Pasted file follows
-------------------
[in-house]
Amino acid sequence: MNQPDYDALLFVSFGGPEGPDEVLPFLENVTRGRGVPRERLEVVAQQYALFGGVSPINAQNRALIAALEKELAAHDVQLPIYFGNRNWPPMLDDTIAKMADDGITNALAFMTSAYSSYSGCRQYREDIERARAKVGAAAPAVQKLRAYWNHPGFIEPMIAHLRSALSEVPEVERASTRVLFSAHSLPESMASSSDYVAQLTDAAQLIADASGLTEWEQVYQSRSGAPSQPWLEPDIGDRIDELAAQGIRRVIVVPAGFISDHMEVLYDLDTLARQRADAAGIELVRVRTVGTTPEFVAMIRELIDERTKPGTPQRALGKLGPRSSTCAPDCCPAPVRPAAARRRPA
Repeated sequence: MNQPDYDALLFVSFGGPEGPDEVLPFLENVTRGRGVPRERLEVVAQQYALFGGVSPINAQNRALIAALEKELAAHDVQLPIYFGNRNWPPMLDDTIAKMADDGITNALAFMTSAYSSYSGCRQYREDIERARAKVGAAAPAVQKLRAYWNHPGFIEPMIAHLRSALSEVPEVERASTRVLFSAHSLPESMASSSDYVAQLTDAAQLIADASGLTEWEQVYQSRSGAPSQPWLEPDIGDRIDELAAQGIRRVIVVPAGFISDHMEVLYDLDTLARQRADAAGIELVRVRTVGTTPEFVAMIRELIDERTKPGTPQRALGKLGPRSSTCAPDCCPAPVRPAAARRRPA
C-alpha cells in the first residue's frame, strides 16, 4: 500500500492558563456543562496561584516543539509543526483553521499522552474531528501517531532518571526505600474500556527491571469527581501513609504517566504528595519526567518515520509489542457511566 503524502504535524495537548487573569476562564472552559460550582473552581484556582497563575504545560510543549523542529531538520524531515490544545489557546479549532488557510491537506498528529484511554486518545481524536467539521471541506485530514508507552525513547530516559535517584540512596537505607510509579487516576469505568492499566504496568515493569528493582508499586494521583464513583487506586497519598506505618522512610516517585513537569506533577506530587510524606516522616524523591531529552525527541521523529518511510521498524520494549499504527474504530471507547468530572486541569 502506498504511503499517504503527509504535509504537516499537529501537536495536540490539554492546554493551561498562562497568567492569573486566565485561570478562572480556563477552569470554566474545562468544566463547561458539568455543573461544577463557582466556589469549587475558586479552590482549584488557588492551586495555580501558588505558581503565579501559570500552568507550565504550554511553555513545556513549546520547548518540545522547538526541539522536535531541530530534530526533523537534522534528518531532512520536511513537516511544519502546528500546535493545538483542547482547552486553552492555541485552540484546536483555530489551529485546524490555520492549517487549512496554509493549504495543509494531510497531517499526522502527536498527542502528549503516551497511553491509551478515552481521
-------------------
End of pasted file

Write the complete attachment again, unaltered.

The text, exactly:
[in-house]
Amino acid sequence: MNQPDYDALLFVSFGGPEGPDEVLPFLENVTRGRGVPRERLEVVAQQYALFGGVSPINAQNRALIAALEKELAAHDVQLPIYFGNRNWPPMLDDTIAKMADDGITNALAFMTSAYSSYSGCRQYREDIERARAKVGAAAPAVQKLRAYWNHPGFIEPMIAHLRSALSEVPEVERASTRVLFSAHSLPESMASSSDYVAQLTDAAQLIADASGLTEWEQVYQSRSGAPSQPWLEPDIGDRIDELAAQGIRRVIVVPAGFISDHMEVLYDLDTLARQRADAAGIELVRVRTVGTTPEFVAMIRELIDERTKPGTPQRALGKLGPRSSTCAPDCCPAPVRPAAARRRPA
Repeated sequence: MNQPDYDALLFVSFGGPEGPDEVLPFLENVTRGRGVPRERLEVVAQQYALFGGVSPINAQNRALIAALEKELAAHDVQLPIYFGNRNWPPMLDDTIAKMADDGITNALAFMTSAYSSYSGCRQYREDIERARAKVGAAAPAVQKLRAYWNHPGFIEPMIAHLRSALSEVPEVERASTRVLFSAHSLPESMASSSDYVAQLTDAAQLIADASGLTEWEQVYQSRSGAPSQPWLEPDIGDRIDELAAQGIRRVIVVPAGFISDHMEVLYDLDTLARQRADAAGIELVRVRTVGTTPEFVAMIRELIDERTKPGTPQRALGKLGPRSSTCAPDCCPAPVRPAAARRRPA
C-alpha cells in the first residue's frame, strides 16, 4: 500500500492558563456543562496561584516543539509543526483553521499522552474531528501517531532518571526505600474500556527491571469527581501513609504517566504528595519526567518515520509489542457511566 503524502504535524495537548487573569476562564472552559460550582473552581484556582497563575504545560510543549523542529531538520524531515490544545489557546479549532488557510491537506498528529484511554486518545481524536467539521471541506485530514508507552525513547530516559535517584540512596537505607510509579487516576469505568492499566504496568515493569528493582508499586494521583464513583487506586497519598506505618522512610516517585513537569506533577506530587510524606516522616524523591531529552525527541521523529518511510521498524520494549499504527474504530471507547468530572486541569 502506498504511503499517504503527509504535509504537516499537529501537536495536540490539554492546554493551561498562562497568567492569573486566565485561570478562572480556563477552569470554566474545562468544566463547561458539568455543573461544577463557582466556589469549587475558586479552590482549584488557588492551586495555580501558588505558581503565579501559570500552568507550565504550554511553555513545556513549546520547548518540545522547538526541539522536535531541530530534530526533523537534522534528518531532512520536511513537516511544519502546528500546535493545538483542547482547552486553552492555541485552540484546536483555530489551529485546524490555520492549517487549512496554509493549504495543509494531510497531517499526522502527536498527542502528549503516551497511553491509551478515552481521